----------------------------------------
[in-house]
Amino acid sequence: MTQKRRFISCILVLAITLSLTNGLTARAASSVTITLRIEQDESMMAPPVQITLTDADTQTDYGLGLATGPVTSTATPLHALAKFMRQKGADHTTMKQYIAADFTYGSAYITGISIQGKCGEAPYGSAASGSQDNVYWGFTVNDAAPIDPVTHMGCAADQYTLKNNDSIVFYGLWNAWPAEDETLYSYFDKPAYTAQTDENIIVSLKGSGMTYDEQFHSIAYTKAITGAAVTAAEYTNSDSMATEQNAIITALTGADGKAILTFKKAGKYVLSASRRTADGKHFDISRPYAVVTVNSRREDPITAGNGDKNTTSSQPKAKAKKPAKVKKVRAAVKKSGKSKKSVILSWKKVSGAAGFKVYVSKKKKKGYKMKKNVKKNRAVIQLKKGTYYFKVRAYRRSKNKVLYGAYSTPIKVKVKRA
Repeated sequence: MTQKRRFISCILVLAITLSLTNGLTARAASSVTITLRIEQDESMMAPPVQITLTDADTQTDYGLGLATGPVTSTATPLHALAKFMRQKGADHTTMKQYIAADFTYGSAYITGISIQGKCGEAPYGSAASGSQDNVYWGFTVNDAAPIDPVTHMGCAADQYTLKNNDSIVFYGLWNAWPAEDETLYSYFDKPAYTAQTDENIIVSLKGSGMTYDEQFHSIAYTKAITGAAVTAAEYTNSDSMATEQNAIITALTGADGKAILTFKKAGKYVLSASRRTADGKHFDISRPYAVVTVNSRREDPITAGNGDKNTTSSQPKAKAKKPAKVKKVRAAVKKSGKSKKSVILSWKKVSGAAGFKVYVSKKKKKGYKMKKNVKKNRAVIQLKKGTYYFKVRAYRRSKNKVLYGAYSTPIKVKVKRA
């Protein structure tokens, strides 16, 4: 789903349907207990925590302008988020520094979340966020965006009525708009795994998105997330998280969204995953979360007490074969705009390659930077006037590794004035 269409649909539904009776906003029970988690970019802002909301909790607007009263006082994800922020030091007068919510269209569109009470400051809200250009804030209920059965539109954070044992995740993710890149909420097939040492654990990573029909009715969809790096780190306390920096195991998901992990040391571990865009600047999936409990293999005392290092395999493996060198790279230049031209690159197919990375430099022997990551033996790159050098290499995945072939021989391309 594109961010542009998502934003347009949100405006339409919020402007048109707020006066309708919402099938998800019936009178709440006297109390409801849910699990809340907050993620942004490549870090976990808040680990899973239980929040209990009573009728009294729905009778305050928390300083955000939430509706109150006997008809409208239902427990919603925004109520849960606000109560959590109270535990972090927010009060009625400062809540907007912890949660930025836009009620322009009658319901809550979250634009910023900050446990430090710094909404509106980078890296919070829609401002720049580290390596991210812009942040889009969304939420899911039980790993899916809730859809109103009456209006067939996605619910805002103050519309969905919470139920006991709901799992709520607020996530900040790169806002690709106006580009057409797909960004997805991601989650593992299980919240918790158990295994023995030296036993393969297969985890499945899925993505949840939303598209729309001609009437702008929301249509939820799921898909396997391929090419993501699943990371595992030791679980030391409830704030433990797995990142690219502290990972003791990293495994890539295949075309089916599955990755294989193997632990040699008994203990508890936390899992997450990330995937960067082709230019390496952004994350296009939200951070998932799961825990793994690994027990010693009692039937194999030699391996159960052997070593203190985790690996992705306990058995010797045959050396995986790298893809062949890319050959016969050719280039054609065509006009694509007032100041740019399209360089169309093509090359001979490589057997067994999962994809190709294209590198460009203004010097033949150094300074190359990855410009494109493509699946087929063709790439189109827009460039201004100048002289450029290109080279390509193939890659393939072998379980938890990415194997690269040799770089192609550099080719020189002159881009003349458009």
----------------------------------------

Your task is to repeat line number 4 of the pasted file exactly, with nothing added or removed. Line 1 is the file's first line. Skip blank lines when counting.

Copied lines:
């Protein structure tokens, strides 16, 4: 789903349907207990925590302008988020520094979340966020965006009525708009795994998105997330998280969204995953979360007490074969705009390659930077006037590794004035 269409649909539904009776906003029970988690970019802002909301909790607007009263006082994800922020030091007068919510269209569109009470400051809200250009804030209920059965539109954070044992995740993710890149909420097939040492654990990573029909009715969809790096780190306390920096195991998901992990040391571990865009600047999936409990293999005392290092395999493996060198790279230049031209690159197919990375430099022997990551033996790159050098290499995945072939021989391309 594109961010542009998502934003347009949100405006339409919020402007048109707020006066309708919402099938998800019936009178709440006297109390409801849910699990809340907050993620942004490549870090976990808040680990899973239980929040209990009573009728009294729905009778305050928390300083955000939430509706109150006997008809409208239902427990919603925004109520849960606000109560959590109270535990972090927010009060009625400062809540907007912890949660930025836009009620322009009658319901809550979250634009910023900050446990430090710094909404509106980078890296919070829609401002720049580290390596991210812009942040889009969304939420899911039980790993899916809730859809109103009456209006067939996605619910805002103050519309969905919470139920006991709901799992709520607020996530900040790169806002690709106006580009057409797909960004997805991601989650593992299980919240918790158990295994023995030296036993393969297969985890499945899925993505949840939303598209729309001609009437702008929301249509939820799921898909396997391929090419993501699943990371595992030791679980030391409830704030433990797995990142690219502290990972003791990293495994890539295949075309089916599955990755294989193997632990040699008994203990508890936390899992997450990330995937960067082709230019390496952004994350296009939200951070998932799961825990793994690994027990010693009692039937194999030699391996159960052997070593203190985790690996992705306990058995010797045959050396995986790298893809062949890319050959016969050719280039054609065509006009694509007032100041740019399209360089169309093509090359001979490589057997067994999962994809190709294209590198460009203004010097033949150094300074190359990855410009494109493509699946087929063709790439189109827009460039201004100048002289450029290109080279390509193939890659393939072998379980938890990415194997690269040799770089192609550099080719020189002159881009003349458009």